But wait: that’s not really a skeleton. Sweden did right by Finland! Anything else? “We’ve got this crazy extremist party who won some seats in Congress in 2006. They’re very xenophobic; some of them are racists.” And they have a lot of popular support? “About 4%. The lowest you can get and be in Congress, basically. Nobody likes them, and all the other parties have sworn not to deal with them. But Swedish government is so deadlocked that they have a deciding vote sometimes. It’s annoying.” There you have it, reader: roughly 4% of Sweden is objectionable.

Carl Sandberg (Left).
Carl Sandberg (Left).

The other 96% seems to be pretty chill. Carl checks Swedish news every day, since “something is always going on”, but that news is usually low-key and local; for controversy, the media often resorts to American politics. Save for immigration rates (Sweden’s are the highest per capita in the developed world), there’s little to fight over. And even with these squabbles, Sweden—perhaps the world’s most comprehensive welfare state—provides a tight safety net for those who arrive in search of safety and financial security. Its trade barriers are quite low, it’s avoided the Eurozone crisis by maintaining its own currency (the krona), and it weathered the Great Recession with little permanent damage. All in all, it’s enough to make a guy want to take up the Yellow Cross and celebrate this Nordic slice of heaven on Earth.

Carl’s youth, on the surface, seems to mirror the easygoing nature of his nation. Outside of school, he played soccer and (indoor) tennis, while one of his first great adventures involved a busking tour of Europe with a friend—trading guitar and song for food and change, making enough for train tickets, and moving on. And everyone loves Swedes! Brilliant. Did you make out like bandits? “We did okay. We tried to seduce the audience […] for a younger crowd, we’d play Red Hot Chili Peppers [huge in Sweden, as it turns out], and for older folks, we’d play Bob Dylan and the Beatles.”

Carl, of course, is far from Sweden’s only musical export. Swedish songwriters like Max Martin and RedOne write many of the greatest “American” pop hits, but they’ve also given the world ABBA, Ace of Base, Robyn, the Knife, Lykke Li, and of course, Swedish House Mafia. Not bad for a country of nine million people. Carl is keen to impress upon me, however, that his nation doesn’t endorse every hometown artist: “Basshunter writes number-one hits for the U.S. and the UK, but to us, he’s a joke. A joke!” (Note to the reader: I just spent three minutes watching the video in that hyperlink. A joke, yes, but a damned catchy joke.)

Though he’s too worldly to be certain he’ll settle down in Sweden for adulthood, Carl does his part at Yale to bring attention to his region’s culture. Thanks to “the great Scandinavian Society!”, we can expect to see the Lucia festival (pretty girls carrying candles on their heads) and Crayfish Festival (self-explanatory) become Yale traditions starting next year. But neither of these is Swedish alone; how do you set Sweden apart from other Nordic states? “They’re pretty similar… let’s see… we have the best music. And Skål!”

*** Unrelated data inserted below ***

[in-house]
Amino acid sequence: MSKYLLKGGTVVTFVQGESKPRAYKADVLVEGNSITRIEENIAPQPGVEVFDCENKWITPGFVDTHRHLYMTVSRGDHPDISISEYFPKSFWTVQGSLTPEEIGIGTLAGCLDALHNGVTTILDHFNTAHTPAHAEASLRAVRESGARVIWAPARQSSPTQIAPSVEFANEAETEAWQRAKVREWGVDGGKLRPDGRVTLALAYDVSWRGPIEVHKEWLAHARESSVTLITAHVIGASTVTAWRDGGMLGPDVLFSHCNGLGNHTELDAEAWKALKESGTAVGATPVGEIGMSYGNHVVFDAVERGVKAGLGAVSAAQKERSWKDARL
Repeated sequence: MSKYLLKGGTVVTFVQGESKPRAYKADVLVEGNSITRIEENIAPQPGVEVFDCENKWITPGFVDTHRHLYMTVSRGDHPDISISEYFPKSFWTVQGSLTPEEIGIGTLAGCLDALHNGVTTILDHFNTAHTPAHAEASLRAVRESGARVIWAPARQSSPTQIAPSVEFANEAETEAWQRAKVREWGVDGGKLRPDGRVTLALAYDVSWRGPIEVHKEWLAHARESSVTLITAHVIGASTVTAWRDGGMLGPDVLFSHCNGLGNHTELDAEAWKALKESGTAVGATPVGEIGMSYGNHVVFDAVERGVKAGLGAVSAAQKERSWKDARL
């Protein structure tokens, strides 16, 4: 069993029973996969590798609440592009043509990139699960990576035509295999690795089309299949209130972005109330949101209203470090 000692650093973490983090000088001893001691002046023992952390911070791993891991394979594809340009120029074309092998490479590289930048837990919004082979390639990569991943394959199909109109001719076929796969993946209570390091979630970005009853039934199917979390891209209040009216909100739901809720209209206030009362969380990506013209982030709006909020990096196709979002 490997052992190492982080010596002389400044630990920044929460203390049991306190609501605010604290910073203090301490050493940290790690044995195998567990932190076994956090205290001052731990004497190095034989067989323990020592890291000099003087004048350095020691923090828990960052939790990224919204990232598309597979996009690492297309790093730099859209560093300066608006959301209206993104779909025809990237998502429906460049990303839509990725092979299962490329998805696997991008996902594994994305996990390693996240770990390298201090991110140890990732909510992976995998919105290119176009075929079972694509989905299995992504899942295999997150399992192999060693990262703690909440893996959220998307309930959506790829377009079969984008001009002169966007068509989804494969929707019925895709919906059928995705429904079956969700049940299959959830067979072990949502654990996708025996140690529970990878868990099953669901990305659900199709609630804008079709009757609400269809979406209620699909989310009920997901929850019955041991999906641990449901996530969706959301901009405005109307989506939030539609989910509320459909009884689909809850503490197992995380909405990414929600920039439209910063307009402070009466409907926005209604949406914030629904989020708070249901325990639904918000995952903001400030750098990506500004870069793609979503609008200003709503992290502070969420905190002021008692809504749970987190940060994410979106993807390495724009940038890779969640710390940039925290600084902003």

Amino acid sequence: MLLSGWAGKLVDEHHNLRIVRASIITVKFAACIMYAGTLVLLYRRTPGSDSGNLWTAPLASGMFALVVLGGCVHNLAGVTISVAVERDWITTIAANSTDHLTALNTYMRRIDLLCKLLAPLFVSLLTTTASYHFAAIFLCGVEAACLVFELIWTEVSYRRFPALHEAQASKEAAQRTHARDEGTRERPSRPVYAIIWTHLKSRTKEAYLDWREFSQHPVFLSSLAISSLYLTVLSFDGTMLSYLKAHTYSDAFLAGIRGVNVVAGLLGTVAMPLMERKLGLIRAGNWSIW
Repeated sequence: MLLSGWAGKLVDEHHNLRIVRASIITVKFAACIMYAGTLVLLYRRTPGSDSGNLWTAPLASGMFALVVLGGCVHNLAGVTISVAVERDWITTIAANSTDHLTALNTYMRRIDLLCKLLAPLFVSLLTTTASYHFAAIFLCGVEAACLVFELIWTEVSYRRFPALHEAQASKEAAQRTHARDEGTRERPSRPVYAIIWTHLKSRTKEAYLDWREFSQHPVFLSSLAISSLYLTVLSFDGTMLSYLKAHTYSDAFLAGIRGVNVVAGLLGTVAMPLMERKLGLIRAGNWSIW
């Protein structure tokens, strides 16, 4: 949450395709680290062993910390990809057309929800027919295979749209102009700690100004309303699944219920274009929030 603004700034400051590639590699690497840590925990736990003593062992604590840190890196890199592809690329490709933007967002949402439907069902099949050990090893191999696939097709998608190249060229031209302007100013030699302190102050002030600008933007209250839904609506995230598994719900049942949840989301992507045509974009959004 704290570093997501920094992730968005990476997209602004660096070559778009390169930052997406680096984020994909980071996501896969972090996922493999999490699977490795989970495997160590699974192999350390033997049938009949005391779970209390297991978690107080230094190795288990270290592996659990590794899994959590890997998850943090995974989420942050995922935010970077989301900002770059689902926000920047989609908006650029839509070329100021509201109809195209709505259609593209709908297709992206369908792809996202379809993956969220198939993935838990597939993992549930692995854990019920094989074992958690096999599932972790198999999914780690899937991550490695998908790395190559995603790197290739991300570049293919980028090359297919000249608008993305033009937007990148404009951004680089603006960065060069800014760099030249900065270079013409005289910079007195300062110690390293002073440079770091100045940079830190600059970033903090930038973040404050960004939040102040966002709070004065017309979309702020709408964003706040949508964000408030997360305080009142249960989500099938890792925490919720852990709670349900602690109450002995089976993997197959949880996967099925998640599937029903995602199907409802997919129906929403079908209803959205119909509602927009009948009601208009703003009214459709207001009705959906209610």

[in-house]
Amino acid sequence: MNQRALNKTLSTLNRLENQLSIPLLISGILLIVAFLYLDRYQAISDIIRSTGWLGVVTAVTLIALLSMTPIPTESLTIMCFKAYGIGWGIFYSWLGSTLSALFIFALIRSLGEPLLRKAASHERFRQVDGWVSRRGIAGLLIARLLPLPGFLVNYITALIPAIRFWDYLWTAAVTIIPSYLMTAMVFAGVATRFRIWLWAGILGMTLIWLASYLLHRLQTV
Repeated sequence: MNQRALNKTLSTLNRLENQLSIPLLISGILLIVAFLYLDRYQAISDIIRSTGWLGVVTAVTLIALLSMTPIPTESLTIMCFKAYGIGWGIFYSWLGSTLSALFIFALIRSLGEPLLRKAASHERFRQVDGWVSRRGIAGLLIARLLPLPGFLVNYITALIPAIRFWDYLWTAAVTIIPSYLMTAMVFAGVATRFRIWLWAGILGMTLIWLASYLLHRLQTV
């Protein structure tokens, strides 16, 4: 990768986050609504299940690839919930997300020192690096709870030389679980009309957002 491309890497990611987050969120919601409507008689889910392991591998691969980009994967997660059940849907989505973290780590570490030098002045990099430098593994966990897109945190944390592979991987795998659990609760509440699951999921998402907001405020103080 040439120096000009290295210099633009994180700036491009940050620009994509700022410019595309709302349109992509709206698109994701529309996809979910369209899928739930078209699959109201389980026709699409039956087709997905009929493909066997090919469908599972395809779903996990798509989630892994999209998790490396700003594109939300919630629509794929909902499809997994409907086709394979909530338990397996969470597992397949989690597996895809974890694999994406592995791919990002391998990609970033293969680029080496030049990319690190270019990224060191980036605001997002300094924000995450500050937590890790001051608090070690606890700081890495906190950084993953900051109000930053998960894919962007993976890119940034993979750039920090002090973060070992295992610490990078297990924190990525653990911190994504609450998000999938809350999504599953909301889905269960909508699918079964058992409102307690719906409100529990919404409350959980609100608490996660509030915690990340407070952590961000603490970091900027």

The latter is apparently an exclamation used for toasting, and seems like precious little for a nation to call its own. How about history? Are there any great Swedish heroes you learn about in school, who stood up to bigger nations? “Well, Sweden used to be a lot bigger… Finland was part of Sweden. So were the Baltic states. Eventually, they all split away.” So… other countries get to have national heroes who stood up to Sweden? We eventually figure out that this is likely the case. Still, for all its losses, Sweden came out ahead of the game, internationally—Britain and France held colonies longer, but seem to have suffered for it.

Not that Carl is eager to set his nation above others. If anything, Sweden raised him as a worldly person rather than a fervent patriot; in our conversation, he showed strong support for new immigrants to Sweden and an acceptance for the foibles of other cultures. While Americans struck some past subjects as braggarts or prudes, Carl thinks their distinguishing feature is friendliness: “They’ll invite people to their homes much more often than I’ve seen in other countries.” Nothing about us struck him as especially strange; by the time he came to Yale, he’d seen it all, more or less.

This marks the end of my fourth post, and though I can’t yet say I’ve heard it all, Carl’s story brought me one country closer. Until next time, reader, here’s hoping you listen to as much ABBA as your heart desires—and may the welfare state be with you.



Did this extremist party have any major scandals?

Carl practically salivates upon hearing this question, before regaling me with the story of a cell phone video from 2006 which went public last year, showing several leaders of the far-right party insulting Swedish-Kurdish comedian Soran Ismail and wandering through Stockholm carrying iron poles and looking for a fight, all in broad daylight.

(Note: Soran Ismail is followed by 125,000 people, which in Sweden is proportionally the same as 4.2 million Americans. Thanks to Google Translate, I was able to understand exactly three of his last 50 tweets, the funniest of which was “Is there anyone who can invent a comfortable boot?” To make up for this failure to translate, I instead offer you the Swedish Chef, because the Swedish Chef is universal.)


Aaron Gertler is a sophomore in Timothy Dwight College. Contact him at